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Sounding off at the farmette

It's a gorgeous, though cool morning at the farmette. Temperatures are a bit more normal than in the past couple of weeks, which were scorchers. Good news on the vaccine front - I'm booked for my second shot on the 12th - in Collingwood, which is an hour away. That's okay. I'd drive further to get this done!

We're not sure what's going on in the neighbourhood, but there's been the drone of heavy equipment since Canada Day. We think it might be across the road, and we think it might be a wood chipper. If that's the case, there's enough mulch being made to supply Grey County!


Anyhow. The incessant sound made me think of the many other noises - naughty and nice - that we hear on the regular at the farmette.


This morning, the drone has yet to start up, so I could actually hear the scree of the red-wing blackbirds, the rusty gate sound that the robin makes and the sweet tones of the gold finches.

Yesterday, there was a woodpecker working away at some bugs in Hagar's branches. She's an almost-dead tree who houses many critters and is named after the main character in Margaret Laurence's The Stone Angel. Nothing quite like hearing the dulcet tones of a red-headed beauty literally banging his head against a wall to get his dinner.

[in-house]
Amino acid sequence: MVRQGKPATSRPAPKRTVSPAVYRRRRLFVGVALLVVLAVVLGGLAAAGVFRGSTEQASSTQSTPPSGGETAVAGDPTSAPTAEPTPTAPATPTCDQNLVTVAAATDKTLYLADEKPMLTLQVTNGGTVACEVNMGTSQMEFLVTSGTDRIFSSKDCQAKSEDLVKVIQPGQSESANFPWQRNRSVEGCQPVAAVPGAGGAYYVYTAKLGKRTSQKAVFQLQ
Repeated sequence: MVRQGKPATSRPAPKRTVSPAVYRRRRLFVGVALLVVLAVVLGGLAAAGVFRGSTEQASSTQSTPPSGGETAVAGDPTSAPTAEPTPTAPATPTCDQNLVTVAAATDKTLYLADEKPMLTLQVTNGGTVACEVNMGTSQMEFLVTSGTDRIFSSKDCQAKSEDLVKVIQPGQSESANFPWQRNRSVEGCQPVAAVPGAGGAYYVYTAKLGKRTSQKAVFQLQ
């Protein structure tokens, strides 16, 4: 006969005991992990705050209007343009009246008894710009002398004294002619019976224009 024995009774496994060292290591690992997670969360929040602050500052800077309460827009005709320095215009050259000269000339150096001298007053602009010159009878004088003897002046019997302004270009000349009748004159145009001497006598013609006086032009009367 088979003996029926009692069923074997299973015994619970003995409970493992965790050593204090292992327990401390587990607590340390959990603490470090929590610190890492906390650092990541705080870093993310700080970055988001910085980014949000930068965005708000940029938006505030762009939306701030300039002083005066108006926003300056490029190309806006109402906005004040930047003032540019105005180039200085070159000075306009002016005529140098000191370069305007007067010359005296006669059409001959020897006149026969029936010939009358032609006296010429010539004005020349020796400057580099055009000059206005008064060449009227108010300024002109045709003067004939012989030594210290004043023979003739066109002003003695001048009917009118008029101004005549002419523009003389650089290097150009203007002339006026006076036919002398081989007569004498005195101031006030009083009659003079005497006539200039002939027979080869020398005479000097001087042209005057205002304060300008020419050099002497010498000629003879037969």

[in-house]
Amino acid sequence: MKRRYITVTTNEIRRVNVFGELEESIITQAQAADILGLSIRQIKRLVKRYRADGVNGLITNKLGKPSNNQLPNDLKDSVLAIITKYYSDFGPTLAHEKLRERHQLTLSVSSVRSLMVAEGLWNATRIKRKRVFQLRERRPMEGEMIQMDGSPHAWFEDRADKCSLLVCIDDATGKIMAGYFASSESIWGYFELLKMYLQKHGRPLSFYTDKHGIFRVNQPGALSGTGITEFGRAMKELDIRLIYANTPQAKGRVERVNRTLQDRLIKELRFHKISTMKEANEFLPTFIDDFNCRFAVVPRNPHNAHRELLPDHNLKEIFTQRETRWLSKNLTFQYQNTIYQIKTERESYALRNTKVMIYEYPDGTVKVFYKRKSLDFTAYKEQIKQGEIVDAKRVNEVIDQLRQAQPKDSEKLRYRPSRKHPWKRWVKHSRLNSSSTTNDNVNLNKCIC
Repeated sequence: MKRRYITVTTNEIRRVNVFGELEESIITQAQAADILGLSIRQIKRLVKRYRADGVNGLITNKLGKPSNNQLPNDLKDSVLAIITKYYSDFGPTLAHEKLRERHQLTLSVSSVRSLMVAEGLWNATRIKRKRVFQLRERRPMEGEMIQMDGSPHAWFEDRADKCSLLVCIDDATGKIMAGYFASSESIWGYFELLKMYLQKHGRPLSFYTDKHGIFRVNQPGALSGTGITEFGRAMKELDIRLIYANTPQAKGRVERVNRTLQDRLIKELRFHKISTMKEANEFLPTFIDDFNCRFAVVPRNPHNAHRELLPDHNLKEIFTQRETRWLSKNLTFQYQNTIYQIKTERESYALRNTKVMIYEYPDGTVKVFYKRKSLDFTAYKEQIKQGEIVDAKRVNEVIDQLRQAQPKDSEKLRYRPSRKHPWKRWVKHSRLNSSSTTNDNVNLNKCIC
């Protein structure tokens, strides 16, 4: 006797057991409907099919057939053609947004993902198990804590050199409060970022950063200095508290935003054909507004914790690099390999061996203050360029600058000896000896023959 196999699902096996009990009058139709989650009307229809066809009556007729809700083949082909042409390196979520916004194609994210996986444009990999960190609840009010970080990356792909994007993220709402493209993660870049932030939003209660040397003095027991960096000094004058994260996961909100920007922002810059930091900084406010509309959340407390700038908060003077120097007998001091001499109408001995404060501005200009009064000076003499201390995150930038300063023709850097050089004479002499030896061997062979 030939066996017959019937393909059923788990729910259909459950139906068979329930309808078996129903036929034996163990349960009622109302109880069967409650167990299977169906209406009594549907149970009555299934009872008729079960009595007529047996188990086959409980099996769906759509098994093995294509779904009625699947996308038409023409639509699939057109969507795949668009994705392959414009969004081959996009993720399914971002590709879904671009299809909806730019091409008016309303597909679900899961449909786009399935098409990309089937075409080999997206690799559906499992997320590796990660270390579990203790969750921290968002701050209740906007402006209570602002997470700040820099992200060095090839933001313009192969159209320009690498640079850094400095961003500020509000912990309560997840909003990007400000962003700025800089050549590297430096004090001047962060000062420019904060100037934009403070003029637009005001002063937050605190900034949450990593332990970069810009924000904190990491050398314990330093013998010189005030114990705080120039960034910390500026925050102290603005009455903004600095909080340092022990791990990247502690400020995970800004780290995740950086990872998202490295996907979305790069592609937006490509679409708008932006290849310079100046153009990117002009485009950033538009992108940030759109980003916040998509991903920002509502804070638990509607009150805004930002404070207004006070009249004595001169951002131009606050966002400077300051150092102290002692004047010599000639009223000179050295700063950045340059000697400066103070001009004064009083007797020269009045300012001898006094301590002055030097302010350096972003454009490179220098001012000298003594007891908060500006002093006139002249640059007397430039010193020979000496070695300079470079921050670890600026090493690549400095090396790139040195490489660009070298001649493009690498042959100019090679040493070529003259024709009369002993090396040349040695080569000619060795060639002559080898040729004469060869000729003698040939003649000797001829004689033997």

On the not-so nice side of the aural picture here are the screams of feral cats - either fighting or loving (it's hard to tell) next door at Joanne's place. She has anywhere from four or five to ten felines, depending on the time of year.


We can tell when the turkey vultures are about with the scratching sound they make as they land on the barn. They like to use it as a lookout for carcasses that may be lurking in the back pastures.

Finally, my favourite sound is the comforting pulse of a purring cat. All five of ours purr - and some of them can even meow.


Bea has a lovely murp (meow-purr) that she uses in the mornings before she settles on the Rossie chair (named after a dear departed friend who had it in her cottage) for her daily "lump" under the wool blanket.


But Fred here only has a strangled yelp that emerges from the back of his throat. Poor thing - you can tell he's trying to say something by the fact that his mouth is WIDE OPEN - but alas, nothing that sounds remotely like a cat comes out.


Here's to taking the time to enjoy the sounds of the season - lovely and loathsome. Until next week.